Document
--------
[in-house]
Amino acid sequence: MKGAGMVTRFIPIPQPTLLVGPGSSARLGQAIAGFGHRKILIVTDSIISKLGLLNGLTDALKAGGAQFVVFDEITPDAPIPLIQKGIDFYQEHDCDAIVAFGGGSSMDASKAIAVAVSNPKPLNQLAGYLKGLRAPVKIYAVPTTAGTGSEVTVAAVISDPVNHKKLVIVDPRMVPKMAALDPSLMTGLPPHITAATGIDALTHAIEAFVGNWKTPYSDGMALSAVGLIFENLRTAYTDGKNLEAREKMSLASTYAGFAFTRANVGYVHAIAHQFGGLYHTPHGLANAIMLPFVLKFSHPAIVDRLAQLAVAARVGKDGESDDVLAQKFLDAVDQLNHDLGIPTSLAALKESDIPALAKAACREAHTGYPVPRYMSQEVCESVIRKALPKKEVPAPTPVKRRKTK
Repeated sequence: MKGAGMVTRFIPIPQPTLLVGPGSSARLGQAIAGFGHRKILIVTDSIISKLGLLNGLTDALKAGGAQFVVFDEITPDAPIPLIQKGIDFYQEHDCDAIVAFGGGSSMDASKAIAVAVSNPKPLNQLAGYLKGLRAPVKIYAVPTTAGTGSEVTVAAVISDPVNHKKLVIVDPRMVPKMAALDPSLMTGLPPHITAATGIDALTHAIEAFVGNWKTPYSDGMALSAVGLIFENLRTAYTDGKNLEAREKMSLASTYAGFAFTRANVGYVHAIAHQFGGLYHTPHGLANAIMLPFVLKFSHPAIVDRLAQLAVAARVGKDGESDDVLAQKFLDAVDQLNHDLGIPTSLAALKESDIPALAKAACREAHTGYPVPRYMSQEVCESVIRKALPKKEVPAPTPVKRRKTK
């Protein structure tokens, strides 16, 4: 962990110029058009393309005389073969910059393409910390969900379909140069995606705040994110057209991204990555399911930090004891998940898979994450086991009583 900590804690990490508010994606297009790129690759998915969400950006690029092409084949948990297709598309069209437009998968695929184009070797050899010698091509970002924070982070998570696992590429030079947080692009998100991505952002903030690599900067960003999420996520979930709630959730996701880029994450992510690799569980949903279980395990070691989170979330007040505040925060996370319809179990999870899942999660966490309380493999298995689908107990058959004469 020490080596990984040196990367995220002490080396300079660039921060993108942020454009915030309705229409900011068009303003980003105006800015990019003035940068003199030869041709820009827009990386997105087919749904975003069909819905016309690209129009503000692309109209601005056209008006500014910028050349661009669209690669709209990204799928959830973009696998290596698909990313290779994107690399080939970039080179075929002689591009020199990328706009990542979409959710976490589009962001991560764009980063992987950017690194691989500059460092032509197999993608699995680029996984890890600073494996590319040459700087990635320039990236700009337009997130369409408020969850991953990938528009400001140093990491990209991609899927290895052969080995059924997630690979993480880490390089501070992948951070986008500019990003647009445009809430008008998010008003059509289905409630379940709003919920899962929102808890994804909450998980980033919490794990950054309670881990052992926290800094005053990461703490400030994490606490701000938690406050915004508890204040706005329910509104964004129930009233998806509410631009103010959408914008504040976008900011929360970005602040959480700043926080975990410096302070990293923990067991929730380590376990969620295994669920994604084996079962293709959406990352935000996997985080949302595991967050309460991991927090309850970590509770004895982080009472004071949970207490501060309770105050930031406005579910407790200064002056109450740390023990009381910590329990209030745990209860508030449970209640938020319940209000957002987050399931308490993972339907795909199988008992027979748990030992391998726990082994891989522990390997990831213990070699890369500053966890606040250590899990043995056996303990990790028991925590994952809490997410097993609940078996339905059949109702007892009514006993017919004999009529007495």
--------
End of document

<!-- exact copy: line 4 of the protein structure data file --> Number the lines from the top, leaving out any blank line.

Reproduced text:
């Protein structure tokens, strides 16, 4: 962990110029058009393309005389073969910059393409910390969900379909140069995606705040994110057209991204990555399911930090004891998940898979994450086991009583 900590804690990490508010994606297009790129690759998915969400950006690029092409084949948990297709598309069209437009998968695929184009070797050899010698091509970002924070982070998570696992590429030079947080692009998100991505952002903030690599900067960003999420996520979930709630959730996701880029994450992510690799569980949903279980395990070691989170979330007040505040925060996370319809179990999870899942999660966490309380493999298995689908107990058959004469 020490080596990984040196990367995220002490080396300079660039921060993108942020454009915030309705229409900011068009303003980003105006800015990019003035940068003199030869041709820009827009990386997105087919749904975003069909819905016309690209129009503000692309109209601005056209008006500014910028050349661009669209690669709209990204799928959830973009696998290596698909990313290779994107690399080939970039080179075929002689591009020199990328706009990542979409959710976490589009962001991560764009980063992987950017690194691989500059460092032509197999993608699995680029996984890890600073494996590319040459700087990635320039990236700009337009997130369409408020969850991953990938528009400001140093990491990209991609899927290895052969080995059924997630690979993480880490390089501070992948951070986008500019990003647009445009809430008008998010008003059509289905409630379940709003919920899962929102808890994804909450998980980033919490794990950054309670881990052992926290800094005053990461703490400030994490606490701000938690406050915004508890204040706005329910509104964004129930009233998806509410631009103010959408914008504040976008900011929360970005602040959480700043926080975990410096302070990293923990067991929730380590376990969620295994669920994604084996079962293709959406990352935000996997985080949302595991967050309460991991927090309850970590509770004895982080009472004071949970207490501060309770105050930031406005579910407790200064002056109450740390023990009381910590329990209030745990209860508030449970209640938020319940209000957002987050399931308490993972339907795909199988008992027979748990030992391998726990082994891989522990390997990831213990070699890369500053966890606040250590899990043995056996303990990790028991925590994952809490997410097993609940078996339905059949109702007892009514006993017919004999009529007495």